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Illustration: Sarah Grillo/Axios

“Fortnite” maker Epic Games prepared for intense public skepticism in its battle against Apple, internal documents from the Epic-Apple trial reveal.

The big picture: Epic assumed players would be upset if its fight with Apple and Google got the game booted from iPhone and Android (and it did).

  • An internal comms document shows it predicted that the eventual blocking of the games would stoke negative feelings, especially among the 55% of iOS players who never paid for items and wouldn’t see a benefit from Epic’s fight.
  • “Our company is too successful to be sympathetic about,” Epic head of marketing Matt Weissinger wrote in notes taken or updated on May 15, 2020. “It’s a rich company versus a rich company.”

Epic also predicted a negative reaction from the tech press.

  • “When it is large company vs. large company, these writers will defer to Google and Apple and defend them,” Weissinger noted.

Epic’s solution included building a coalition of allied developers, which cost at least $300,000 to set up, according to Weissinger’s court testimony yesterday.

  • It would also start the “FreeFortnite” campaign, making a trailer that mocked a seminal 1984 Apple computer to rally support.

The bottom line: It’s unclear how much any of this worked. The “Fortnite” marketing machinery has rolled on without iOS players being able to use the game.

  • As for the press, most coverage of Epic v. Apple of late has been about the trial — and its 19 Epic lawyers versus Apple’s 42 — not any largely forgotten coalition of developers.

Sign up for the new Axios Gaming newsletter here.

Go deeper

Exclusive: EPA administrator visits Apple HQ to talk climate, environmental justice

EPA administrator Michael Regan (L) on a tour of Apple headquarters led by former EPA head and now Apple executive Lisa Jackson on Aug. 17, 2021. (Apple handout)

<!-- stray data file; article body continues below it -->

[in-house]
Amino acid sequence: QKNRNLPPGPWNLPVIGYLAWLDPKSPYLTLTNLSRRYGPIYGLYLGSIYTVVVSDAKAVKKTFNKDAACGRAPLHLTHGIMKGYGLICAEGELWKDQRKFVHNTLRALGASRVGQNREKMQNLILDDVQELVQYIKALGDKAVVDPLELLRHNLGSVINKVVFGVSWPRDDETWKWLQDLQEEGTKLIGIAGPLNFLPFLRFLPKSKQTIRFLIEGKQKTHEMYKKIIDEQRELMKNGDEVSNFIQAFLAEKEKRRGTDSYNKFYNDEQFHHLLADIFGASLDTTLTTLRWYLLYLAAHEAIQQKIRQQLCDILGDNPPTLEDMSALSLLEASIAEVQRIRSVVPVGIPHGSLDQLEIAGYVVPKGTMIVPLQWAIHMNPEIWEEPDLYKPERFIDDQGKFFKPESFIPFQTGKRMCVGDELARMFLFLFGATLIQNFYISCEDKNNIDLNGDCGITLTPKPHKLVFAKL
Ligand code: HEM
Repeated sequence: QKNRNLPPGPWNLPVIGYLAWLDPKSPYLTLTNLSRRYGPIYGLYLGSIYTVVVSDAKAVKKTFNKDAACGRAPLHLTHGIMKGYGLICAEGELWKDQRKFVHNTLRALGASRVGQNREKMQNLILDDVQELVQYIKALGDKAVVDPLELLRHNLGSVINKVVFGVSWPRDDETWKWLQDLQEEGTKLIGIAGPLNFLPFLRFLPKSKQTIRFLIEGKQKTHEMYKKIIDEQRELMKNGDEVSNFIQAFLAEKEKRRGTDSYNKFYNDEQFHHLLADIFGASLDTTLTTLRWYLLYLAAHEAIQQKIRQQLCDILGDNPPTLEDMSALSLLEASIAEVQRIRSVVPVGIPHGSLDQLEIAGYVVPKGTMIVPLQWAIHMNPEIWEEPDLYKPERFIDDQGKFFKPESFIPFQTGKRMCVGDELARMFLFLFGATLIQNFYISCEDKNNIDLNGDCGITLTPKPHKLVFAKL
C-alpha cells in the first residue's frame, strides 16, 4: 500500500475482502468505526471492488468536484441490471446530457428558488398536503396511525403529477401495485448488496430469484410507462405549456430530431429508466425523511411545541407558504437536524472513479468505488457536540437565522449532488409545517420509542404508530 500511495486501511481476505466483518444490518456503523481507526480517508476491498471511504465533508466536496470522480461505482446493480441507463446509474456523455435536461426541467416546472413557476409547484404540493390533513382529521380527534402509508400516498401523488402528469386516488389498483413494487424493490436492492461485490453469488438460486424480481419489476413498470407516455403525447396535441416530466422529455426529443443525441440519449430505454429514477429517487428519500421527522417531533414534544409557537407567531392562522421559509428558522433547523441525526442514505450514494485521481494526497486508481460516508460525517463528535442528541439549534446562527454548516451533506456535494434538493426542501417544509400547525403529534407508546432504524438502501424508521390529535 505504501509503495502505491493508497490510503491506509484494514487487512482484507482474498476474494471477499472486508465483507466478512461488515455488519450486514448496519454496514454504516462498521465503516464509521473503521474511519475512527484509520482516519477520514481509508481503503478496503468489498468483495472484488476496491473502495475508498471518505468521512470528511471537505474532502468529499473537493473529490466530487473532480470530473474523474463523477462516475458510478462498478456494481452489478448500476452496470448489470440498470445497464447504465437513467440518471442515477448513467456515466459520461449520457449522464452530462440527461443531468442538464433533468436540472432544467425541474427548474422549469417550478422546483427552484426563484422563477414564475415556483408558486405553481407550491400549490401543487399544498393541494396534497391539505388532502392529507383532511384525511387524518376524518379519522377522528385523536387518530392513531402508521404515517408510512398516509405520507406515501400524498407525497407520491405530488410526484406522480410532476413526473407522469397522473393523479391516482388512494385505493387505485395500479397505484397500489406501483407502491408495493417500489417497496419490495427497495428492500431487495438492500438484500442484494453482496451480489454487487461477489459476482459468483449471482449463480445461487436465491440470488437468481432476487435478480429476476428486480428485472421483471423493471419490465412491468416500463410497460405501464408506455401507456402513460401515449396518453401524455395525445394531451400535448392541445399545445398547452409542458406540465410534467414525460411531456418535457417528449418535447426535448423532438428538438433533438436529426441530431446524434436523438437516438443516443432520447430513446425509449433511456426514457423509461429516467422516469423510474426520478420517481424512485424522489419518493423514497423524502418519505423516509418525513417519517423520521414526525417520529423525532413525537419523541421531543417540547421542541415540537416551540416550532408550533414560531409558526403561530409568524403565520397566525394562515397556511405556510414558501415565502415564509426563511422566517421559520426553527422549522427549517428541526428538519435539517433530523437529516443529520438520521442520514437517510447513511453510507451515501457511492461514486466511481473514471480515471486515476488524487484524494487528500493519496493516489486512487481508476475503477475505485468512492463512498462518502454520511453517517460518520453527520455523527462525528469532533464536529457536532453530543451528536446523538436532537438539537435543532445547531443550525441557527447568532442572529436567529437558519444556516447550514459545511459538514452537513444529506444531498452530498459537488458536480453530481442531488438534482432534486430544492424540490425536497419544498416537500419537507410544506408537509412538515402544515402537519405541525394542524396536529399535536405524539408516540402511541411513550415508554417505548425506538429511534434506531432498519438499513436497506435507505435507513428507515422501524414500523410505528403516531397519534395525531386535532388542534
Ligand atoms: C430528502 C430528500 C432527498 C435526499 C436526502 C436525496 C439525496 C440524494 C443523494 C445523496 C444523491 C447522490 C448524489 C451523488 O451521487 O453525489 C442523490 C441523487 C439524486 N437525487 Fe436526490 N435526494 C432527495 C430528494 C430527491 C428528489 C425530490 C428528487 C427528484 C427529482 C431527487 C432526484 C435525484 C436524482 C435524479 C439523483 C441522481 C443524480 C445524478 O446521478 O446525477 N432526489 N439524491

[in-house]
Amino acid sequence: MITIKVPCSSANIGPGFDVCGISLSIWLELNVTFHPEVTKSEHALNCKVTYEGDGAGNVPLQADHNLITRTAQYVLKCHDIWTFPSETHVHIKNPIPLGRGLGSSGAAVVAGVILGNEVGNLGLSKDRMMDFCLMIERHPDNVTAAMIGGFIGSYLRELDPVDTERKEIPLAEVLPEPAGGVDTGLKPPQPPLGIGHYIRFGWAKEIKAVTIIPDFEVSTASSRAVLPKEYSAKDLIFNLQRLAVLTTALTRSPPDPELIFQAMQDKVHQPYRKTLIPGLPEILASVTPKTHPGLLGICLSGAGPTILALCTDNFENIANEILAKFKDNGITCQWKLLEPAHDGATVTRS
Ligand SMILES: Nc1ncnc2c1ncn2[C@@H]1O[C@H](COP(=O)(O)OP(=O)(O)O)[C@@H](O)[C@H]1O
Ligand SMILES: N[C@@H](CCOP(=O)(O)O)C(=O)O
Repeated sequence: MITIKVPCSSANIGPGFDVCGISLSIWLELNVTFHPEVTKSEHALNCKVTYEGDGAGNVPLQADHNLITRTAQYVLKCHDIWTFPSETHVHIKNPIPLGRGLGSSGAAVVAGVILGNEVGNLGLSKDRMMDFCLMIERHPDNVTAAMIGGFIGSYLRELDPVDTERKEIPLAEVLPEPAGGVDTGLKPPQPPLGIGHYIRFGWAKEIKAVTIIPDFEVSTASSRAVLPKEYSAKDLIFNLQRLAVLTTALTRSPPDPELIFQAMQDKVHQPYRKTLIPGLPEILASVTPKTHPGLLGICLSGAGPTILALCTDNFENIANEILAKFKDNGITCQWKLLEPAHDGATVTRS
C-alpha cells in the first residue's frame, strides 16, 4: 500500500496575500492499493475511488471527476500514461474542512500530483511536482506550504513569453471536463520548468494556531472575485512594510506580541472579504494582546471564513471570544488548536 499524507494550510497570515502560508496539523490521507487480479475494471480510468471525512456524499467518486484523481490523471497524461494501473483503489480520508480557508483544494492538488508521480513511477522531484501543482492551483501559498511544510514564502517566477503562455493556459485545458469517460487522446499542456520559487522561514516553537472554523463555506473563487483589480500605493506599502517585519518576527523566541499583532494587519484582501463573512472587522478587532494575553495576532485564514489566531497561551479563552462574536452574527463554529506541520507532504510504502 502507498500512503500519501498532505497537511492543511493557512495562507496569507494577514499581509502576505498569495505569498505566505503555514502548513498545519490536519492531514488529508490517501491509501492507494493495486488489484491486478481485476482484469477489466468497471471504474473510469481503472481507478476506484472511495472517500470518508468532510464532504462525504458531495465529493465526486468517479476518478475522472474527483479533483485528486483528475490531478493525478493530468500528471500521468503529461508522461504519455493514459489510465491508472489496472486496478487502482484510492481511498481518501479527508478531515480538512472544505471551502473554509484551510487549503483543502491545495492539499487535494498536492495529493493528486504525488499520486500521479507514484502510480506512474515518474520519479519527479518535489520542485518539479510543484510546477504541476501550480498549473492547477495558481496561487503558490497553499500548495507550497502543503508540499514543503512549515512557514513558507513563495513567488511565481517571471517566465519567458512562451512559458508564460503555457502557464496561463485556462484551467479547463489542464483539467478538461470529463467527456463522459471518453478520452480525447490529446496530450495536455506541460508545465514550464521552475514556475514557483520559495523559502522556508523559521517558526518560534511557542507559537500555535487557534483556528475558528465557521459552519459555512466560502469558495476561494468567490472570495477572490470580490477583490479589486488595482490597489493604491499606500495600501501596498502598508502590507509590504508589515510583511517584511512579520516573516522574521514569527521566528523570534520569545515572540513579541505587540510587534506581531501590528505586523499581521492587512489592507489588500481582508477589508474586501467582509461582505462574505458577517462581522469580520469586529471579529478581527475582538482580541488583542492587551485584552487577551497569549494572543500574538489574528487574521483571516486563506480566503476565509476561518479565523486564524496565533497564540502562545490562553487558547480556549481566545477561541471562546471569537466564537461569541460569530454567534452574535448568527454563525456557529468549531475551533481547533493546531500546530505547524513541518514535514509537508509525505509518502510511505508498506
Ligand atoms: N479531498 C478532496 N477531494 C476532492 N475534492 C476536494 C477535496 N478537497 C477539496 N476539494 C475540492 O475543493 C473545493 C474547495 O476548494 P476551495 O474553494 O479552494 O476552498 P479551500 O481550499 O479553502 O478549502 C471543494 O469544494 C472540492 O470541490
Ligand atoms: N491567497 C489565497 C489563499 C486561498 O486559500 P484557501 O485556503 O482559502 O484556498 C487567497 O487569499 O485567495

Environmental Protection Agency administrator Michael Regan visited the Apple headquarters Tuesday for a conversation with former EPA head Lisa Jackson, who now serves as the tech giant's leader on environment, policy and social initiatives.

The big picture: Apple, considered a leader in procuring renewable energy for its stores, data centers and offices, is in the midst of tackling its toughest environmental challenge yet: greening its vast, global supply chain. The company is aiming to have a carbon neutral supply chain by 2030.

Felix Salmon, author of Capital
29 mins ago - Economy & Business

Investors pour millions into immersive, interactive art experiences

Photo Illustration: Megan Robinson/Axios. Photo: Martin Bureau/AFP via Getty Images

How much would you pay for "a sleek, if pleasantly confusing, package of moods" or "a confusing tangle of disjointed installations" or even "the total erosion of meaning itself"? The answer, according to the current market-clearing price, seems to be about $35.

Why it matters: Investors are pouring hundreds of millions of dollars into ticketed experiences — immersive, interactive museum-like spaces that don't have the d0-not-touch stuffiness of traditional museums.

Special Envoy for Haiti resigns over Biden deportations

Daniel Foote testifies during a Senate Foreign Relations Committee hearing on May 26, 2016. Photo: Drew Angerer/Getty Images

The Special Envoy for Haiti on Wednesday resigned from his position, writing in his resignation letter obtained by PBS that he "will not be associated with the United States inhumane, counterproductive decision to deport thousands of Haitian refugees."

Why it matters: Ambassador Daniel Foote's resignation comes amid heightened anger over the treatment of Haitian migrants and asylum-seekers living in a temporary encampment in Del Rio, Texas — especially after images surfaced of Border Patrol agents whipping at the migrants from horseback.